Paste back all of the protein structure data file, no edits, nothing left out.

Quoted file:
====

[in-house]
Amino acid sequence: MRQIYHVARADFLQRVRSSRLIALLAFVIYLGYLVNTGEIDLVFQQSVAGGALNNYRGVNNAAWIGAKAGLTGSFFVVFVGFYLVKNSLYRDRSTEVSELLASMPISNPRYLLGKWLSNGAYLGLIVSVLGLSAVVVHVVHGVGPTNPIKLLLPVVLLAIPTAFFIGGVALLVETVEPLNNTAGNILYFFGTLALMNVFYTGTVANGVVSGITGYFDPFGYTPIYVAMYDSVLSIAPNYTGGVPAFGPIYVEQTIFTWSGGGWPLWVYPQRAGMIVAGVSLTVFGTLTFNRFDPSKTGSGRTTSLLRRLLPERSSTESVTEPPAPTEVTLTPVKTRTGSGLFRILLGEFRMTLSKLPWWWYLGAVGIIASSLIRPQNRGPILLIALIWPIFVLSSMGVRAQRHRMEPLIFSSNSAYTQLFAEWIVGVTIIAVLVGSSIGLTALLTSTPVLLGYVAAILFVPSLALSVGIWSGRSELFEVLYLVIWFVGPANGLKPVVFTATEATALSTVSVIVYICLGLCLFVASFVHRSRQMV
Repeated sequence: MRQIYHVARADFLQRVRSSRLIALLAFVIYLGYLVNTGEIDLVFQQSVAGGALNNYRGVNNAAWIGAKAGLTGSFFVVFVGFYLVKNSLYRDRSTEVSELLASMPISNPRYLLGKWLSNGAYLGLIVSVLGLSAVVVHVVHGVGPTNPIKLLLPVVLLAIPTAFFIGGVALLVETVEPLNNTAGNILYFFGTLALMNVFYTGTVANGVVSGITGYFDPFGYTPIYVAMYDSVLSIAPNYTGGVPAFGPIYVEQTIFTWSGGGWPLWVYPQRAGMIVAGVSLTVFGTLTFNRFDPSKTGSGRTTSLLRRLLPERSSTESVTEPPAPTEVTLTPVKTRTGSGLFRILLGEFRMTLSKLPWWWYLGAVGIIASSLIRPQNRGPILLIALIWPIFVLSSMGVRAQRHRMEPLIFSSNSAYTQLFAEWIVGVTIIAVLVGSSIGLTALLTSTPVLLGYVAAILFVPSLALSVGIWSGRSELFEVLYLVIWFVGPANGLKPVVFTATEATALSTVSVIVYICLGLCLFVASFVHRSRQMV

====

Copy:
[in-house]
Amino acid sequence: MRQIYHVARADFLQRVRSSRLIALLAFVIYLGYLVNTGEIDLVFQQSVAGGALNNYRGVNNAAWIGAKAGLTGSFFVVFVGFYLVKNSLYRDRSTEVSELLASMPISNPRYLLGKWLSNGAYLGLIVSVLGLSAVVVHVVHGVGPTNPIKLLLPVVLLAIPTAFFIGGVALLVETVEPLNNTAGNILYFFGTLALMNVFYTGTVANGVVSGITGYFDPFGYTPIYVAMYDSVLSIAPNYTGGVPAFGPIYVEQTIFTWSGGGWPLWVYPQRAGMIVAGVSLTVFGTLTFNRFDPSKTGSGRTTSLLRRLLPERSSTESVTEPPAPTEVTLTPVKTRTGSGLFRILLGEFRMTLSKLPWWWYLGAVGIIASSLIRPQNRGPILLIALIWPIFVLSSMGVRAQRHRMEPLIFSSNSAYTQLFAEWIVGVTIIAVLVGSSIGLTALLTSTPVLLGYVAAILFVPSLALSVGIWSGRSELFEVLYLVIWFVGPANGLKPVVFTATEATALSTVSVIVYICLGLCLFVASFVHRSRQMV
Repeated sequence: MRQIYHVARADFLQRVRSSRLIALLAFVIYLGYLVNTGEIDLVFQQSVAGGALNNYRGVNNAAWIGAKAGLTGSFFVVFVGFYLVKNSLYRDRSTEVSELLASMPISNPRYLLGKWLSNGAYLGLIVSVLGLSAVVVHVVHGVGPTNPIKLLLPVVLLAIPTAFFIGGVALLVETVEPLNNTAGNILYFFGTLALMNVFYTGTVANGVVSGITGYFDPFGYTPIYVAMYDSVLSIAPNYTGGVPAFGPIYVEQTIFTWSGGGWPLWVYPQRAGMIVAGVSLTVFGTLTFNRFDPSKTGSGRTTSLLRRLLPERSSTESVTEPPAPTEVTLTPVKTRTGSGLFRILLGEFRMTLSKLPWWWYLGAVGIIASSLIRPQNRGPILLIALIWPIFVLSSMGVRAQRHRMEPLIFSSNSAYTQLFAEWIVGVTIIAVLVGSSIGLTALLTSTPVLLGYVAAILFVPSLALSVGIWSGRSELFEVLYLVIWFVGPANGLKPVVFTATEATALSTVSVIVYICLGLCLFVASFVHRSRQMV